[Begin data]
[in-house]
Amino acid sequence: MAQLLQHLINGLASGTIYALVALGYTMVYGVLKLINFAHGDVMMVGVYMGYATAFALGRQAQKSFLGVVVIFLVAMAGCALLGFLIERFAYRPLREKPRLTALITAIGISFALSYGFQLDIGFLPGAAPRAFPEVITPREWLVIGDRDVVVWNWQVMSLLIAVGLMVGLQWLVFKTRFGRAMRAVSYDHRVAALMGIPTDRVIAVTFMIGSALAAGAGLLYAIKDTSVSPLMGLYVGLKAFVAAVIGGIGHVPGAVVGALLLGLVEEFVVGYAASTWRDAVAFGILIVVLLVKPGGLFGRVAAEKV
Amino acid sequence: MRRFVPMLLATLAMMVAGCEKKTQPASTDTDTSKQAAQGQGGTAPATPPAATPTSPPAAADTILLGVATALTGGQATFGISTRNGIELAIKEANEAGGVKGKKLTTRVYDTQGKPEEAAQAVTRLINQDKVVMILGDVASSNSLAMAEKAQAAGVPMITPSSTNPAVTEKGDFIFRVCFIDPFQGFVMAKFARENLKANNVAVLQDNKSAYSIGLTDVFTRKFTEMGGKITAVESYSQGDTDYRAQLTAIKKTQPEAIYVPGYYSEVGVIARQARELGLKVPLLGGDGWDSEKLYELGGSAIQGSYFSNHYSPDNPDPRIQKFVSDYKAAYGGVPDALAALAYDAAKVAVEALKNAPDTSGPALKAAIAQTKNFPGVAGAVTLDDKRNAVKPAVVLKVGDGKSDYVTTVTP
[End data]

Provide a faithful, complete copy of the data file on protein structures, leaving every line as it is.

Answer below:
[in-house]
Amino acid sequence: MAQLLQHLINGLASGTIYALVALGYTMVYGVLKLINFAHGDVMMVGVYMGYATAFALGRQAQKSFLGVVVIFLVAMAGCALLGFLIERFAYRPLREKPRLTALITAIGISFALSYGFQLDIGFLPGAAPRAFPEVITPREWLVIGDRDVVVWNWQVMSLLIAVGLMVGLQWLVFKTRFGRAMRAVSYDHRVAALMGIPTDRVIAVTFMIGSALAAGAGLLYAIKDTSVSPLMGLYVGLKAFVAAVIGGIGHVPGAVVGALLLGLVEEFVVGYAASTWRDAVAFGILIVVLLVKPGGLFGRVAAEKV
Amino acid sequence: MRRFVPMLLATLAMMVAGCEKKTQPASTDTDTSKQAAQGQGGTAPATPPAATPTSPPAAADTILLGVATALTGGQATFGISTRNGIELAIKEANEAGGVKGKKLTTRVYDTQGKPEEAAQAVTRLINQDKVVMILGDVASSNSLAMAEKAQAAGVPMITPSSTNPAVTEKGDFIFRVCFIDPFQGFVMAKFARENLKANNVAVLQDNKSAYSIGLTDVFTRKFTEMGGKITAVESYSQGDTDYRAQLTAIKKTQPEAIYVPGYYSEVGVIARQARELGLKVPLLGGDGWDSEKLYELGGSAIQGSYFSNHYSPDNPDPRIQKFVSDYKAAYGGVPDALAALAYDAAKVAVEALKNAPDTSGPALKAAIAQTKNFPGVAGAVTLDDKRNAVKPAVVLKVGDGKSDYVTTVTP